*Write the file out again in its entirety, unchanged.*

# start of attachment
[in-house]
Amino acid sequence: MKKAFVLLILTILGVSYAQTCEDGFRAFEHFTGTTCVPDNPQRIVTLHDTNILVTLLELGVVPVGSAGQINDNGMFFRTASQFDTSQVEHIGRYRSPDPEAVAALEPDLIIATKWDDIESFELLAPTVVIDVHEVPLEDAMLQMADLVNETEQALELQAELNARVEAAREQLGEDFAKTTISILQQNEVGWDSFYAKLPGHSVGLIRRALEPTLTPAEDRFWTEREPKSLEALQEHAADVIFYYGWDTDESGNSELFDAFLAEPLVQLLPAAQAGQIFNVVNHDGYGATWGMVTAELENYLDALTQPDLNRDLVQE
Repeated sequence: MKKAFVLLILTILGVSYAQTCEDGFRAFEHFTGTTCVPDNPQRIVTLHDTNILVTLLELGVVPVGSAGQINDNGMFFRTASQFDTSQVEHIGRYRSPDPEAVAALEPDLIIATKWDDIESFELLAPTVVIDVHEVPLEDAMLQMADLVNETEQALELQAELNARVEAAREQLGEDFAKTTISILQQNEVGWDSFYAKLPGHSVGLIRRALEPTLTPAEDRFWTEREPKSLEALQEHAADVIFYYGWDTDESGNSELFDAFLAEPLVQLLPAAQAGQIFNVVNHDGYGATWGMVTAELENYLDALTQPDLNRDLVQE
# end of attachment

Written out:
[in-house]
Amino acid sequence: MKKAFVLLILTILGVSYAQTCEDGFRAFEHFTGTTCVPDNPQRIVTLHDTNILVTLLELGVVPVGSAGQINDNGMFFRTASQFDTSQVEHIGRYRSPDPEAVAALEPDLIIATKWDDIESFELLAPTVVIDVHEVPLEDAMLQMADLVNETEQALELQAELNARVEAAREQLGEDFAKTTISILQQNEVGWDSFYAKLPGHSVGLIRRALEPTLTPAEDRFWTEREPKSLEALQEHAADVIFYYGWDTDESGNSELFDAFLAEPLVQLLPAAQAGQIFNVVNHDGYGATWGMVTAELENYLDALTQPDLNRDLVQE
Repeated sequence: MKKAFVLLILTILGVSYAQTCEDGFRAFEHFTGTTCVPDNPQRIVTLHDTNILVTLLELGVVPVGSAGQINDNGMFFRTASQFDTSQVEHIGRYRSPDPEAVAALEPDLIIATKWDDIESFELLAPTVVIDVHEVPLEDAMLQMADLVNETEQALELQAELNARVEAAREQLGEDFAKTTISILQQNEVGWDSFYAKLPGHSVGLIRRALEPTLTPAEDRFWTEREPKSLEALQEHAADVIFYYGWDTDESGNSELFDAFLAEPLVQLLPAAQAGQIFNVVNHDGYGATWGMVTAELENYLDALTQPDLNRDLVQE